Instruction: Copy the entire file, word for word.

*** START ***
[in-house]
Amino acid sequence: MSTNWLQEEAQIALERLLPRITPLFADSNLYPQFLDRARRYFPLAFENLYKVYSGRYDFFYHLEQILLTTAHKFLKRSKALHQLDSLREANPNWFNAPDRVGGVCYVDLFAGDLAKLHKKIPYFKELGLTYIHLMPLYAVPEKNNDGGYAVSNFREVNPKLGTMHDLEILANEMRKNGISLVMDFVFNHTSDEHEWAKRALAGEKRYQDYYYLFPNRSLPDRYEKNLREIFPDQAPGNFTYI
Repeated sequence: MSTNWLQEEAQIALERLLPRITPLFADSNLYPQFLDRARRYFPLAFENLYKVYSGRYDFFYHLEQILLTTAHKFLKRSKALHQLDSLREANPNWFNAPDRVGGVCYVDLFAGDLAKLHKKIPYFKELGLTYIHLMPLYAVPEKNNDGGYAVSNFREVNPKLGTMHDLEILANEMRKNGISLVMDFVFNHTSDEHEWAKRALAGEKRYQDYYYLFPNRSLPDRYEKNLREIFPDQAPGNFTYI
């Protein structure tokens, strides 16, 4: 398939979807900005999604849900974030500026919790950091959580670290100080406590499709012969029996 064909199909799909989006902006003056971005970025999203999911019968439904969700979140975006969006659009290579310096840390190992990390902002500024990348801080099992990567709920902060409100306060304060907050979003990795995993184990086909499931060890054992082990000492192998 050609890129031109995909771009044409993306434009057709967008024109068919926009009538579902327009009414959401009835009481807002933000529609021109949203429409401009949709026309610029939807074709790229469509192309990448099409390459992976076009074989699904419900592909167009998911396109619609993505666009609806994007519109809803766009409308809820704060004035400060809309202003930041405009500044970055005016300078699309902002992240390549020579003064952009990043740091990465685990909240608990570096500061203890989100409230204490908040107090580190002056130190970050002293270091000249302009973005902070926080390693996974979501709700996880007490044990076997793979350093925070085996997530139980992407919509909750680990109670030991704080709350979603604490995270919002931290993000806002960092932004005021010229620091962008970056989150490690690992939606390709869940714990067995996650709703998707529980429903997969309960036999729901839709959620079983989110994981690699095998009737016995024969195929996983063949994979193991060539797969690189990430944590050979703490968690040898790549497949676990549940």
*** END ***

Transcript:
[in-house]
Amino acid sequence: MSTNWLQEEAQIALERLLPRITPLFADSNLYPQFLDRARRYFPLAFENLYKVYSGRYDFFYHLEQILLTTAHKFLKRSKALHQLDSLREANPNWFNAPDRVGGVCYVDLFAGDLAKLHKKIPYFKELGLTYIHLMPLYAVPEKNNDGGYAVSNFREVNPKLGTMHDLEILANEMRKNGISLVMDFVFNHTSDEHEWAKRALAGEKRYQDYYYLFPNRSLPDRYEKNLREIFPDQAPGNFTYI
Repeated sequence: MSTNWLQEEAQIALERLLPRITPLFADSNLYPQFLDRARRYFPLAFENLYKVYSGRYDFFYHLEQILLTTAHKFLKRSKALHQLDSLREANPNWFNAPDRVGGVCYVDLFAGDLAKLHKKIPYFKELGLTYIHLMPLYAVPEKNNDGGYAVSNFREVNPKLGTMHDLEILANEMRKNGISLVMDFVFNHTSDEHEWAKRALAGEKRYQDYYYLFPNRSLPDRYEKNLREIFPDQAPGNFTYI
């Protein structure tokens, strides 16, 4: 398939979807900005999604849900974030500026919790950091959580670290100080406590499709012969029996 064909199909799909989006902006003056971005970025999203999911019968439904969700979140975006969006659009290579310096840390190992990390902002500024990348801080099992990567709920902060409100306060304060907050979003990795995993184990086909499931060890054992082990000492192998 050609890129031109995909771009044409993306434009057709967008024109068919926009009538579902327009009414959401009835009481807002933000529609021109949203429409401009949709026309610029939807074709790229469509192309990448099409390459992976076009074989699904419900592909167009998911396109619609993505666009609806994007519109809803766009409308809820704060004035400060809309202003930041405009500044970055005016300078699309902002992240390549020579003064952009990043740091990465685990909240608990570096500061203890989100409230204490908040107090580190002056130190970050002293270091000249302009973005902070926080390693996974979501709700996880007490044990076997793979350093925070085996997530139980992407919509909750680990109670030991704080709350979603604490995270919002931290993000806002960092932004005021010229620091962008970056989150490690690992939606390709869940714990067995996650709703998707529980429903997969309960036999729901839709959620079983989110994981690699095998009737016995024969195929996983063949994979193991060539797969690189990430944590050979703490968690040898790549497949676990549940």